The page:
McCarthy finds himself stuck in the middle of the first decision Republicans must make to convene the 118th Congress. Without a speaker elected, the House cannot swear in all members to vote for a rules package that will dictate how the House governs over the next two years. Any further delay will also affect committee work, hampering Republicans’ desire to jump-start investigations into the Biden administration and create a new select committee that would look into the “weaponization of government,” as McCarthy promised Sunday.

“Because I’m interested in governing: McCarthy,” Rep. Bill Huizenga (Mich.) said as he cast his vote on the third ballot.

The irritation among Republicans grew more visible as the day went on. During the second ballot, four lawmakers from Texas convened off the floor to discuss the stalemate. Rep.-elect Wesley Hunt, Rep. Dan Crenshaw and McCaul confronted Rep. Michael Cloud about why he continued to defect and support Jordan, who himself had repeatedly endorsed McCarthy.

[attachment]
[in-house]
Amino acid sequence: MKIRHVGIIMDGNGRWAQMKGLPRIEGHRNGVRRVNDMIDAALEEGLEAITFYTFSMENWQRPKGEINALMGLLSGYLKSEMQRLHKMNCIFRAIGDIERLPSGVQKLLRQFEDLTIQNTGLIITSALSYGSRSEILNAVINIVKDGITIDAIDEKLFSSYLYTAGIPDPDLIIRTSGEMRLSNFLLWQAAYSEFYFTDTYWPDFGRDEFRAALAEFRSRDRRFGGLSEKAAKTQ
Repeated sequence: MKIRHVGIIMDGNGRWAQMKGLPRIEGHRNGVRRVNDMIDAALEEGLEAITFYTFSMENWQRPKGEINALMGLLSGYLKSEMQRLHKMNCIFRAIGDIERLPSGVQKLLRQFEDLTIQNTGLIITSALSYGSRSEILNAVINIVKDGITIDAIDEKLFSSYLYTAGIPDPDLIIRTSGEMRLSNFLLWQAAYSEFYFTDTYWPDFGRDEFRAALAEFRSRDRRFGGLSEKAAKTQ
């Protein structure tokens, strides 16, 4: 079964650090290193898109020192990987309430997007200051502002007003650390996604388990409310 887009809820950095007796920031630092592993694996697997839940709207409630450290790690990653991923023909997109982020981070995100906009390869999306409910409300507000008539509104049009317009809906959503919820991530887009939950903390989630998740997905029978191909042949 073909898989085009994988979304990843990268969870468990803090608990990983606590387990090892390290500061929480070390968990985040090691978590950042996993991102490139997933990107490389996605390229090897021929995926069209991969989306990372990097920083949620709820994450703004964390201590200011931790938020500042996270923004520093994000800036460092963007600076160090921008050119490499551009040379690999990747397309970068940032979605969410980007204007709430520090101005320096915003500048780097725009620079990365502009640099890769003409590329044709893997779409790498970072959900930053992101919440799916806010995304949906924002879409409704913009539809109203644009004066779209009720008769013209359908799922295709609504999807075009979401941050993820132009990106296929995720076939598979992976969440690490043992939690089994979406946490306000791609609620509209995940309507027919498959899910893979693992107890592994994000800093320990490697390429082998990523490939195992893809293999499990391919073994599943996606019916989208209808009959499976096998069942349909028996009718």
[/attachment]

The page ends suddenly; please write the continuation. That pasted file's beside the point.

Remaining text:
Crenshaw asked Cloud what other concessions McCarthy could make to win over his opponents – and then demanded to know why Freedom Caucus members are considered more conservative than him.

“What about them is more conservative?” a frustrated Crenshaw asked Cloud.

McCarthy allies were not entertaining the idea that the detractors’ pick, Jordan, would actually become speaker. Rep. Don Bacon (Neb.) said that while Jordan is a “nice man” and “made a good team with Kevin McCarthy,” it’s not worth accommodating “a small group that essentially have you hostage, and that’s what’s going on here.”

At the beginning of the day, Rep. Steve Womack (Ark.) reflected on the tensions that have flared dramatically, and publicly, within the Republican conference. Asked how a staunch conservative and institutionalist like him felt, he became visibly emotional.

“I don’t know how to answer the question. Really. I just hurt for the institution. It’s painful,” he said.